A local guide informed us that about FOUR MILLION people visit throughout the holiday season to experience their Colmar Christmas markets. If you plan to visit then and want to stay within Colmar’s old city, where the markets are (and not on the outskirts), make sure you book a hotel early!
6. House Facade Colors are Meaningful
Our guide on our Alsace Original Experiences tour informed us homeowners cannot paint the facade of their house the same color as their neighbor. This is because centuries ago house colors indicated the family trade or what the shop at the sidewalk level of the structure was. (For instance, a butcher or blacksmith.)
Today it makes for a very vibrant and colorful community.
7. Little Venice is Very Little Yet Incredibly Charming
Little Venice is really little. I kept thinking it was a large area of the city, like the Portobello neighborhood of London or the Chelsea neighborhood of Manhattan. But it’s quite small and the canal isn’t very long! But it’s still one of the best things to do in Colmar and you can spend at least an hour exploring it and meandering through the nearby streets and alleys.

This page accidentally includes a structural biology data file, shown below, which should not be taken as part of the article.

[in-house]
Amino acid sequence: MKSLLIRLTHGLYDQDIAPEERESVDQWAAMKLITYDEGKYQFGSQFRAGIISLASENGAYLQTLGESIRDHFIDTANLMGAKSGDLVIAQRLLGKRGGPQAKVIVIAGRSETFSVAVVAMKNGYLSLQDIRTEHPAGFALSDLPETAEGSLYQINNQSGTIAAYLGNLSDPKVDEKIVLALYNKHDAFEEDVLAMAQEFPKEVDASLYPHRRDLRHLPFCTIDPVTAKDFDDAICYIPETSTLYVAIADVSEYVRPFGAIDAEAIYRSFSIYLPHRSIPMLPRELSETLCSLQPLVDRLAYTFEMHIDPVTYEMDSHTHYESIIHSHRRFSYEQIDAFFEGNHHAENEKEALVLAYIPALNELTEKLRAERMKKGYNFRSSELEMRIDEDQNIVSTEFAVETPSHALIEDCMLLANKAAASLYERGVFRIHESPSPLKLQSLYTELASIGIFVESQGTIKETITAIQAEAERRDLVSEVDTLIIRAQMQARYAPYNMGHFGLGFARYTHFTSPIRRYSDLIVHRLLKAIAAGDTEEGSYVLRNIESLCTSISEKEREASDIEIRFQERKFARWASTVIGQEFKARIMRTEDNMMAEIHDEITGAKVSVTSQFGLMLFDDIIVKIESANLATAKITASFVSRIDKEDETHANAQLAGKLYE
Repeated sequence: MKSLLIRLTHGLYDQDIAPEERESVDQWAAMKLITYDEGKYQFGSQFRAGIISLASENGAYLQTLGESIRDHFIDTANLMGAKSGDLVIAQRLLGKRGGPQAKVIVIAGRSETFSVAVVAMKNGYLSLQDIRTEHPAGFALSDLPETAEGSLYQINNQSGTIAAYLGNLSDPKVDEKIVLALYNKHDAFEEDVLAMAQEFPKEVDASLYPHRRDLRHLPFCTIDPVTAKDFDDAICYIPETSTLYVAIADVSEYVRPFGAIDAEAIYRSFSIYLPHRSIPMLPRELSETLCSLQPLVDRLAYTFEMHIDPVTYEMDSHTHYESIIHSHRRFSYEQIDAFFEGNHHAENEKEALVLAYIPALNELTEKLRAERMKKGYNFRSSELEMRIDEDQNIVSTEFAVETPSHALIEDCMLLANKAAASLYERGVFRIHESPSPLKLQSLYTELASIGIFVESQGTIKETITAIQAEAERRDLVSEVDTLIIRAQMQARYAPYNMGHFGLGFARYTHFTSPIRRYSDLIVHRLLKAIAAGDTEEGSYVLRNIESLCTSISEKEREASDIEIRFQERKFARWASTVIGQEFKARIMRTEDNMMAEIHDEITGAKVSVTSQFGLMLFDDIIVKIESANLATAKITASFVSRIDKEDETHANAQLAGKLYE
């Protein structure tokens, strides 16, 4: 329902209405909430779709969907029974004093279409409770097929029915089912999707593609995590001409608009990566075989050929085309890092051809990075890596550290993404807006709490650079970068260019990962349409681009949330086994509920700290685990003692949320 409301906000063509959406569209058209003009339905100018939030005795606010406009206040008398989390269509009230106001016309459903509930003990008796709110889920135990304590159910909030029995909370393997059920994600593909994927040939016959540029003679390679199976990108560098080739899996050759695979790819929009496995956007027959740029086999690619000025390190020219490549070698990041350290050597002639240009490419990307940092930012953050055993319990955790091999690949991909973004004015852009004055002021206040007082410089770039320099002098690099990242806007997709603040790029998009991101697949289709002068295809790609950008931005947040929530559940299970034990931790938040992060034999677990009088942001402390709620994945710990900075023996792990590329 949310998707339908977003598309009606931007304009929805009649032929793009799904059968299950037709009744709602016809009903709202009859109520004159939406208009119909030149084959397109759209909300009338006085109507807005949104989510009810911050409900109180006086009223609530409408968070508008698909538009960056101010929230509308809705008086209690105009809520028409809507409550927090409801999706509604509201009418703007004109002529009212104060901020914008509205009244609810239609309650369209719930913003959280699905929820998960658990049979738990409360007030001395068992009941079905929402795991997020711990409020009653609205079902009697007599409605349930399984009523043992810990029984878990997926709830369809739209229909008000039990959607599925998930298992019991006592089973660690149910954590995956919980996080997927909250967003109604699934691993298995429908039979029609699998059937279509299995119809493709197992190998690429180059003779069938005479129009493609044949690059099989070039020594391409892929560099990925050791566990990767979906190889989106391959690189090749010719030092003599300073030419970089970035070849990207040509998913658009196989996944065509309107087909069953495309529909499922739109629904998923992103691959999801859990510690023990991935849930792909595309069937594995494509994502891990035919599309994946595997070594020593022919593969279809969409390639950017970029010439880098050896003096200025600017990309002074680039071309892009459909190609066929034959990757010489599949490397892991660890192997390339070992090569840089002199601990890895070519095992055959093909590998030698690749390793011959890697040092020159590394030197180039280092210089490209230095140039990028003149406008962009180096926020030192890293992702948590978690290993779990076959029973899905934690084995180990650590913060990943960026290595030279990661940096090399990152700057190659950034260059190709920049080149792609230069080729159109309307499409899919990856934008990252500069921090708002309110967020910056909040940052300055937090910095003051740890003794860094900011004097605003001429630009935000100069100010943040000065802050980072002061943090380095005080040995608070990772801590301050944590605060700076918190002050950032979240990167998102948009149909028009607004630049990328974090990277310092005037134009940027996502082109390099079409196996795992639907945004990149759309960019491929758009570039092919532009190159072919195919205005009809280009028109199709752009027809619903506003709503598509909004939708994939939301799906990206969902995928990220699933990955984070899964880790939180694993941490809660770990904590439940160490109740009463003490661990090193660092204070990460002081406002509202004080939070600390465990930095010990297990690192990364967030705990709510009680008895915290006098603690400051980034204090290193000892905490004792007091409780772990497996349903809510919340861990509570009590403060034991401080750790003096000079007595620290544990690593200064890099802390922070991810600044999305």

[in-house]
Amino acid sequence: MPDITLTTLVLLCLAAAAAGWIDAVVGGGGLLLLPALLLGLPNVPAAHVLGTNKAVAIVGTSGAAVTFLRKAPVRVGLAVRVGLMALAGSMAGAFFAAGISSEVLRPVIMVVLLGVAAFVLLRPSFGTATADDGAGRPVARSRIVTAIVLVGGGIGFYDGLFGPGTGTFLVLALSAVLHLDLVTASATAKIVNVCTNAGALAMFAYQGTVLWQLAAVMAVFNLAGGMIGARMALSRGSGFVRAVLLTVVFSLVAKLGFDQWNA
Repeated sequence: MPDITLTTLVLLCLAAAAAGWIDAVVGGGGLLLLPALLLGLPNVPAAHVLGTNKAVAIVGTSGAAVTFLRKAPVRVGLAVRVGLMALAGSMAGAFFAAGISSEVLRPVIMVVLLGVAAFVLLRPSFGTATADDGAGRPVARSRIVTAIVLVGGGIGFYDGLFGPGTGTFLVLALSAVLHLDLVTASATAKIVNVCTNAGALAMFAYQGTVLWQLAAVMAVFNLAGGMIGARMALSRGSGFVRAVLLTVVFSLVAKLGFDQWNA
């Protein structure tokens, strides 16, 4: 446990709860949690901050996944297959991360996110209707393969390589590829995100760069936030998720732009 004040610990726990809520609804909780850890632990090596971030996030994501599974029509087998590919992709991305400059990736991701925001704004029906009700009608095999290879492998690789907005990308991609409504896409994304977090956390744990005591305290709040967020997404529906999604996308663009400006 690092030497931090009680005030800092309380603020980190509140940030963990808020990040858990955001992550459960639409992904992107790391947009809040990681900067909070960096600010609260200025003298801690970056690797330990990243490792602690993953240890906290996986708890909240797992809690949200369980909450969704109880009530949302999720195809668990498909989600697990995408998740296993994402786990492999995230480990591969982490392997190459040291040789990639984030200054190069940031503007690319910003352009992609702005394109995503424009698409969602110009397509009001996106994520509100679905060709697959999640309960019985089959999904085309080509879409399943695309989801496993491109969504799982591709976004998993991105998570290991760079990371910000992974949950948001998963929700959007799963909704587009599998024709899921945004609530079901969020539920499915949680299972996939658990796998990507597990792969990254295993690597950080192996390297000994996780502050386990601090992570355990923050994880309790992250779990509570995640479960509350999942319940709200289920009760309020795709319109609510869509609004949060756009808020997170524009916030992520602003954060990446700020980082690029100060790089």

I walked past a sign advertising a boat ride when I was walking around looking for what to do in Colmar. It only cost six euros and was led by a great guide who grew up in the area. I was able to get a lot of great photos from the canal perspective and gain insight into some city facts, its annual events, culture, Colmar France history, and learn more about present-day tourism from the guide.
The dock for boat rides is right next to the restaurant Le Caveau Saint-Pierre, on the canal. Reservations are not required or available – it’s a very small and low-key operation and they run approximately every 15 to 20 minutes.
8. There’s Free Wifi in Some Parts of Town
I noticed the Wifi station pictured below near one of the most “famous” bridges of Little Venice, close to Le Petite Venise restaurant where I had dinner. If you’re like me and often rely on wifi when traveling abroad, as opposed to cell carrier plans, this is vital amongst the Colmar tips and tricks to know when visiting this Fairy Tale city. (Yet modern in this way, I suppose!)
9. Old Town Center Doesn’t Have Many Convenience Stores
They don’t seem to have convenience stores or grocery stores in the center of the old town area of Colmar, with the exception of a shop named “Casino” on Grand Rue across from Hotel St. Martin. I was happy to grab a fresh-squeezed orange juice there every morning.